Tuesday, December 14, 2010

Grow, Baby Bird, Grow

I wanted to add more wedding photos, but this darn thing wont let me. Oh well.

We're married now! I feel like I have post-wedding depression, though. Now that the excitement has come and gone I miss it terribly.... how beautiful everything was, how fun, joyous, scarey and exciting. A once-in-a-lifetime moment! And it's over. Just like that.

Actually, it's not really over just like that. The beautiful thing about being married is that it *does* feel different. You know how friends always ask you if you feel older on your birthday, and you don't ever really because it's just another birthday. Not that we don't feel older eventually, it's just that the birthday doesn't necessarily present us with that strong of a feeling of change. It's sort of, anti-climatic.

Anyway, when people ask me if it feels different being married.... the answer is a most definite "yes!" I wouldn't have told you a few weeks ago that this is how I expected to feel, but it really is different. It's special. The love really does grow, and deepen. I feel the butterflies in my tummy when he introduces me as his wife. I'm still getting use to the name change. But most of all, I love how I look at him now, when he doesn't know I'm watching... it's a thought, a realization, that catches me a little by surprise every time. 'Oh, this is my husband' I think. And suddenly I feel a rush of love and affection, a giggle too -- as if it's secretly amusing to my self.

We've been talking about saving up to buy a house. But where? Where oh were do we want to live? Atlanta is actually extremely appealing. I've thought about out west, but I'm not that drawn to the architecture. There's just something about these east coast craftsman style homes built in the 1920's that are so, so charming. I want to have a child. Yes, already. There's so much we want to do... it's hard to imagine how we're going to get all of our ducks arranged in the proper rows. I know that I don't want to rush it too much, though, because I want to be here now, soaking every moment in. I'm anxious to grow a family, but at the same time, scared of it because once that world beings it means we are slowly marching towards our own death, as our children begin to grow and eclipse us. Wow! What a thought. And it only seemed like yesterday that we were skipping class and riding around town with the freedom of adolesence at our feet.

Thursday, December 9, 2010

Your Inner Contours

Some places we're not allowed to go. Some places have big, heavy, imposing gaurds with suits of steel armor and long, sharp blades standing at attention by their sides. They are the dark hallways. The places no one is permitted. It's where the No Trespassing signs get painted in bright red paint, strung up on wooden planks and bolted to the door.

Sometimes there are dogs on the other side of the walls. Ferocious dogs. Barking and sniffing, growling and scratching. I imagine them pacing back and forth. On the other side of your wall. Where the child who was hurt still lives. Where the angry oger squats in a corner, by a picture of himself. Or is it a picture of his mother?

There are moments like tonight, when I get just a little too close to one of these walls or one of these doors. And something leaps out from some small hole in the wall I hadn't known about, a hole a part of me brushed up against. I feel the sharp sting of a bite, a wound quick and deep into my unsuspecting thigh. Soft flesh. The vulnerable teeth of your fearful dogs.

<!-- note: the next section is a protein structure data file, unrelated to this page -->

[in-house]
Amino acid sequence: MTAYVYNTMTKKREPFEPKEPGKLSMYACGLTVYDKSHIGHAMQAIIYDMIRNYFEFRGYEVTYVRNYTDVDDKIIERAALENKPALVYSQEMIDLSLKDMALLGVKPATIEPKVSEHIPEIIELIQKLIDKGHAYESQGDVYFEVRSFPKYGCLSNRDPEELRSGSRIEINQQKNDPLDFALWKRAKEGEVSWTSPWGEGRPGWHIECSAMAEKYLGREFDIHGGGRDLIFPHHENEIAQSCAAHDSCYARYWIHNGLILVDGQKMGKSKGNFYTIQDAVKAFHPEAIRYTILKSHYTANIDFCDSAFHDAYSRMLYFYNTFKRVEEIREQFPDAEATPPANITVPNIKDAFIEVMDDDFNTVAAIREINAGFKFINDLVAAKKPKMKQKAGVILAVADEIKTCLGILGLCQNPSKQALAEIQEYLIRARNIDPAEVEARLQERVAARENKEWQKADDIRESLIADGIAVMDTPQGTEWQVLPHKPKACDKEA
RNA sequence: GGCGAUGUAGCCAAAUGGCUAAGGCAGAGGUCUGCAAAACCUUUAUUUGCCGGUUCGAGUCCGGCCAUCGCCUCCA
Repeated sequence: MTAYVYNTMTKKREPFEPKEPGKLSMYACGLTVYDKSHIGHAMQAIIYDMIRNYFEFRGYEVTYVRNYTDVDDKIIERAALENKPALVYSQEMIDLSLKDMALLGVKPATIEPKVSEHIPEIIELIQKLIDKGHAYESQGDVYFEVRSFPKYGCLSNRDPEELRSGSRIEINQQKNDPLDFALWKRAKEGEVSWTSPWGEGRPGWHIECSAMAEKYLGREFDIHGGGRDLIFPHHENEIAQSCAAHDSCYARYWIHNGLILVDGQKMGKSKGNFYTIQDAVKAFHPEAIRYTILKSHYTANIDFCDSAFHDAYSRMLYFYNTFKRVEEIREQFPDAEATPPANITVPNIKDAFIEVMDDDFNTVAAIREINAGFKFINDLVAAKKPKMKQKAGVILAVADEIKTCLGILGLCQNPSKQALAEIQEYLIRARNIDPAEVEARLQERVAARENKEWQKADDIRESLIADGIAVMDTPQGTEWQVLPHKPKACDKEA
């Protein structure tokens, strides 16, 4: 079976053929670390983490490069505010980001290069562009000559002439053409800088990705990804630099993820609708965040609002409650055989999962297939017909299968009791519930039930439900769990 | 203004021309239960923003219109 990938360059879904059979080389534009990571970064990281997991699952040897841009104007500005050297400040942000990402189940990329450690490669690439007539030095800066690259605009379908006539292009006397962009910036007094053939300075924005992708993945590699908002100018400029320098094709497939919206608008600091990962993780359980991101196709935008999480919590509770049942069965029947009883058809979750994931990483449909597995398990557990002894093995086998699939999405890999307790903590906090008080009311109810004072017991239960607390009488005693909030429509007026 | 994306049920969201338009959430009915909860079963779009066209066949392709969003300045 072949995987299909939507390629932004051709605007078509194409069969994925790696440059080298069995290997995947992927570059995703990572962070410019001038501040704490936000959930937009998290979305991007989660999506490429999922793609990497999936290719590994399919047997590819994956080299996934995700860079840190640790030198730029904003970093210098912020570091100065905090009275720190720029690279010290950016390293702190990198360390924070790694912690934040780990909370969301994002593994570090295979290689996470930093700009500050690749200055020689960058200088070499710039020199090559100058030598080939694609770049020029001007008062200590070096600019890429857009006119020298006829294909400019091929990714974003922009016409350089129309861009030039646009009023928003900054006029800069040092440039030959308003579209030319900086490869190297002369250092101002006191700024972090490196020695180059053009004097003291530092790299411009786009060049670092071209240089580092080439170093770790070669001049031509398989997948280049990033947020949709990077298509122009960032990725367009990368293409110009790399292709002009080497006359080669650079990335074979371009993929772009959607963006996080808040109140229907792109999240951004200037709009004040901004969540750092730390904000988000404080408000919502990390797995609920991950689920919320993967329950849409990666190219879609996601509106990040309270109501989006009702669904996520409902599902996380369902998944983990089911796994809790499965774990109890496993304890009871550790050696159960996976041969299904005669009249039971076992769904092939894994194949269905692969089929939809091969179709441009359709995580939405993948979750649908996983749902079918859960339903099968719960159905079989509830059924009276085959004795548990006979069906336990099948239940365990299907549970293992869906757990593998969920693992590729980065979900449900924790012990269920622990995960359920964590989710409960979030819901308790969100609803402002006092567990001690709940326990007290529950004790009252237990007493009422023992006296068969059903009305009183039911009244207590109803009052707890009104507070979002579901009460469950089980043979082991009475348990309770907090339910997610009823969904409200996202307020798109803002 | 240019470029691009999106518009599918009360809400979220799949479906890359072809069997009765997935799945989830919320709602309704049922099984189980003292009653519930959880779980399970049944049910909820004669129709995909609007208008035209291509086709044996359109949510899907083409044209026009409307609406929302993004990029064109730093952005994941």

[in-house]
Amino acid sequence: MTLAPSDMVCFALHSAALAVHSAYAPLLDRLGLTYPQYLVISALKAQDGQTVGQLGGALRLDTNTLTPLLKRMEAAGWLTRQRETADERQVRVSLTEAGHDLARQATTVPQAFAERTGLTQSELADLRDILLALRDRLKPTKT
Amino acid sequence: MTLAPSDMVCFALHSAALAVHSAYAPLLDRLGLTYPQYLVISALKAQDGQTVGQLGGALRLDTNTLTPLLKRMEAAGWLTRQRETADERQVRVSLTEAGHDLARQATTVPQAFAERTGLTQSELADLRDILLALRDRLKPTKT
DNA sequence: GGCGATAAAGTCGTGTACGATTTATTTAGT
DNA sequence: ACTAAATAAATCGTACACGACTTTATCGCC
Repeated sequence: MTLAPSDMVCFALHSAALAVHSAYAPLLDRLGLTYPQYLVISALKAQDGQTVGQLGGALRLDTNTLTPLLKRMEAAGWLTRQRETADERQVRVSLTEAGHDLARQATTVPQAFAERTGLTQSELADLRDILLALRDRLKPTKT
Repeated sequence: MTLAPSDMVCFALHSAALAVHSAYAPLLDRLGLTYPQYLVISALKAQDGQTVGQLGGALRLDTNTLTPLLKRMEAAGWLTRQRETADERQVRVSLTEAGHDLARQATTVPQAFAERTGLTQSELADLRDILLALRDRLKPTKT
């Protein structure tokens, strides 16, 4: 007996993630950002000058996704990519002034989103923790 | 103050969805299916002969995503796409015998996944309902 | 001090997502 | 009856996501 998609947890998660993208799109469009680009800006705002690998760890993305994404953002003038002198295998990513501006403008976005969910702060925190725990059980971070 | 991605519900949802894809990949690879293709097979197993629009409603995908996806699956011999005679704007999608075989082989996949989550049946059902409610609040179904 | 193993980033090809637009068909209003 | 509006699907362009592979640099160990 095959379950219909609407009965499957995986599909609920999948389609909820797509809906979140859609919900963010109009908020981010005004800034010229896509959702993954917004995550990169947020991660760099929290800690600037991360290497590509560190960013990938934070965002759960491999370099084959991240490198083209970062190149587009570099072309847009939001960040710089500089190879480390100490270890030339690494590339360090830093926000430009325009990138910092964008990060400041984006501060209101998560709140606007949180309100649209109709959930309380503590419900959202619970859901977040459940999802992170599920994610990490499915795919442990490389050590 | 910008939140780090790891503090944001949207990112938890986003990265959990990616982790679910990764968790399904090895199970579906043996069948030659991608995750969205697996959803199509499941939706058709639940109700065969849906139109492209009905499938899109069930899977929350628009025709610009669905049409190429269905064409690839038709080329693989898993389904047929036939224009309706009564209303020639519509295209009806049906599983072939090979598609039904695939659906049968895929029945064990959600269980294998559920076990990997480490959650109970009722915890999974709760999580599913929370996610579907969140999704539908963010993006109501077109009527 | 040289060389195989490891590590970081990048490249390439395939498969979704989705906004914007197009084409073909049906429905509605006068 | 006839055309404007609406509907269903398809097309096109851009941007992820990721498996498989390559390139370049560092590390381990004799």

I leap at the nip. Right out of bed. Right off my seat. Right out of the room, with you. Then we are both alone, and I wonder... if it is only suddenly that we are alone, or if it is again. Or maybe, we are always alone, and I only know it when I get too close to being near you.

Friday, November 12, 2010

What I Like About You

The engagement shoot was a roaring success. They came out more perfect than I ever could have imagined. My husband-to-be is such a handsom fella.

With two weeks left I've been crafting up a storm trying to get everything ready in time. I have old glass milk jugs for flower arrangements. We have bundles of twigs tied with twine. Last night Jenn and I nursed a bottle of wine together while we hand-made little nests with tiny birdies in them. And Jason cooked us a delicious dinner of creamy shrimp and grits with scallops.

Time to write my vows. Something so close to the heart should be so easy to write, but you'd be surprised. It's harder than you'd imagine. Perhaps it is because I aim for perfection, and to gather the right words to express how deeply I love this man and how beautiful he has made my life, is nearly impossible.

On another, less related note, a dear good friend of mine, Ken, performed Breema on me this Wednesday. Breema is an Indian-style type of energy work that looks, on the outside, a great deal like Tai Massage. I'd been feeling lately as though I have an energy blockage right around the area of my solar plexus, with all of th energy being pushed down towards my feet and little to no energy in the upper half of my body. About 45 minutes into the session with Ken, he placed one hand on my solar plexus and one hand on my forehead. Then quite suddenly, I was overwhelmed with feeling of greif and pain. I began to weep. Not that quiet, sweet kind of crying... but the quivering, gasping for air kind of crying. It was full-on. The energy blockage was definitely released! I was surprised that I'd been holding that all right there in my body. And the forehead is alternately where I'd press my hand roughly to try and hold back my greif. I noticed this when I first started to cry, I tried to hold my breath right at the solar plexus and my hand immediately went to my head as I pressed down on the forehead with my eyebrows furrowed. Wow! What a realization to have... this is how I shut pain down.

So, lying there on his living room floor, he let me weep it out. All of the things I'd been holding in over time: the loss of my old relationship, the death of my Grandmother, even the little kitten I'd lost a few months ago was in there too.

Afterwards, Ken's wife Siroja made us a wonderful lunch of Biryani with Rait and rice, and fresh warm chai. I felt so blessed! Even Siroja, who had been out shopping while Ken was performing Breema with me, noticed the energy change in me the moment she came home. "You look totally melted!" she said. "I am so proud of you!"